The Maariaage Ruummble

“Let’s get ready to rumble!” Good evening ladies and gentlemen and welcome to this evening’s marital bliss match. It promises to be a classic in every sense of the word.

In the blue corner we have the husband, weighing in 180 pounds.  Known for his silent fighting skills and constant use of humor, he sometimes becomes overwhelmed in the midst of the emotional tension.

His opponent, in the pink corner and weighing in at 135 pounds, his wife. She is known for her agility to maneuver, verbal prowess, and sudden attacks.

As the bell rings, the wife moves quickly to the center of the ring and leads with a jab of criticism followed by a quick uppercut of blame. The husband slides into a defensive position before a launching a lumbering counterattack of blame.

Verbal sparring continues with the wife dancing around the husband. The husband attempts to follow her dancing but is left flooded and confused. He throws wild punches of character assassination. His wife parries and returns with a blow of her own character assassination. The husband is stunned.  

Suddenly, with a name-calling hit below the belt, this disagreement turns into a street brawl. Both are aiming at their spouse’s sensitive areas, their vulnerabilities, those raw spots of pain.

Flooded by the stimuli of emotional punches, the husband covers and silently accepts the blows, seemingly unfazed. The wife grows more furious and throws a flurry of jabs to prove her point and make him understand. He simple covers more and withdraws…still seemingly unfazed.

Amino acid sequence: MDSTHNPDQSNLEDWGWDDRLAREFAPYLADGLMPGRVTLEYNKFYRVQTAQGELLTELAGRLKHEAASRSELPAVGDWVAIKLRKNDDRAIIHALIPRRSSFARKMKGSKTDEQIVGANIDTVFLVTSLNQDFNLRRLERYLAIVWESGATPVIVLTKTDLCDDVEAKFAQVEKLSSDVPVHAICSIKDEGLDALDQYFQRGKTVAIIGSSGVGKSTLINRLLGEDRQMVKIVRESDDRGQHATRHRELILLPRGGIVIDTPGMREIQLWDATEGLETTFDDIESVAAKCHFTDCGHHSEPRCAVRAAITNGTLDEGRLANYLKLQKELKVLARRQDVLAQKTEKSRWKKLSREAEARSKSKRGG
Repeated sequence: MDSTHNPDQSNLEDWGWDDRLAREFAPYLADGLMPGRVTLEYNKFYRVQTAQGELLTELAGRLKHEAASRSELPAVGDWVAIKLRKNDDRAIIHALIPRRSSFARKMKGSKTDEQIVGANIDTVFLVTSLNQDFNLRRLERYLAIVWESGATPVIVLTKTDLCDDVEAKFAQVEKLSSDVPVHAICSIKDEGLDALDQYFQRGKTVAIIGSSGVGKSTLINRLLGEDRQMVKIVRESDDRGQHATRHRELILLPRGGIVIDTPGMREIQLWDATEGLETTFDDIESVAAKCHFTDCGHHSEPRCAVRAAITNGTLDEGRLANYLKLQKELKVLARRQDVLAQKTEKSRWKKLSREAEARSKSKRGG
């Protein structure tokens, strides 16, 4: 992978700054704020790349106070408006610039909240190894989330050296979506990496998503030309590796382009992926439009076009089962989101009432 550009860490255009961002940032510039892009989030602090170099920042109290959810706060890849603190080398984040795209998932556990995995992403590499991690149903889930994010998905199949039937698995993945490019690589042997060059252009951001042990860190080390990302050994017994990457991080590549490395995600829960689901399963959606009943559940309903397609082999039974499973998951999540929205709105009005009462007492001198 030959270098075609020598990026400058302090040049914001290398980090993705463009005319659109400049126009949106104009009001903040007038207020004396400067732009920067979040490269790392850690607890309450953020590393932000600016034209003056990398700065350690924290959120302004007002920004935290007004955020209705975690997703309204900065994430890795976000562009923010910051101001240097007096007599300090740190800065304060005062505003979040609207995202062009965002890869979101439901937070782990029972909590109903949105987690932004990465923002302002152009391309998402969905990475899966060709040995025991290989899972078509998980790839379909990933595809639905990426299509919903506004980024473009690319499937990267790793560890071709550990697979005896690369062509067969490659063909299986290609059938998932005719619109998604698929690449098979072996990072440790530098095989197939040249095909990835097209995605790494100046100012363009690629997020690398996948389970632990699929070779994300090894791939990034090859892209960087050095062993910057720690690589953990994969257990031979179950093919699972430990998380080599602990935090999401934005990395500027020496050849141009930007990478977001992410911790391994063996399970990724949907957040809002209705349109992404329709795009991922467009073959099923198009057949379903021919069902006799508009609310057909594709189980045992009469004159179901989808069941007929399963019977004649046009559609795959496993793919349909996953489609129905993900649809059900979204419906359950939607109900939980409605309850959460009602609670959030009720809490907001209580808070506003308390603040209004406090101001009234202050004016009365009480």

It’s difficult to pick out the winner in this match. Each won a battle here and lost a battle there. Both are emotionally bruised and bleeding. Both are angry, bitter, and feeling disconnected from their spouse. Yes, I believe this one is a draw. There is no winner in this match, only losers.

Does that sound familiar? In marriage, we will have disagreements and even arguments. But there is no such thing as a single winner. We either both win or we both lose. In this scenario, both lost.

So, what’s the alternative? Avoid the emotional boxing match altogether. Instead of starting with the idea that you have to win an argument, start with the realization that you and your spouse may both have equally valid perspectives. Accept your spouse’s perspective as valid, even when you disagree. Instead of trying to prove their perspective wrong, strive to understand it. In understanding their perspective, you learn about them. You draw closer to them. You open the door to connection and intimacy. Isn’t that what you want most of all? Don’t you desire connection and intimacy more than a shallow victory that leaves you in a lose-lose scenario? 

Then, muster up the courage to apologize for your own wrongdoing (chances are, both parties have some wrongdoing). Doing so expresses your love for your spouse. Then put your energy into reconnecting. A hug will go a long way in reconnecting. After all, the only winner in a marriage is the couple, not the individual.

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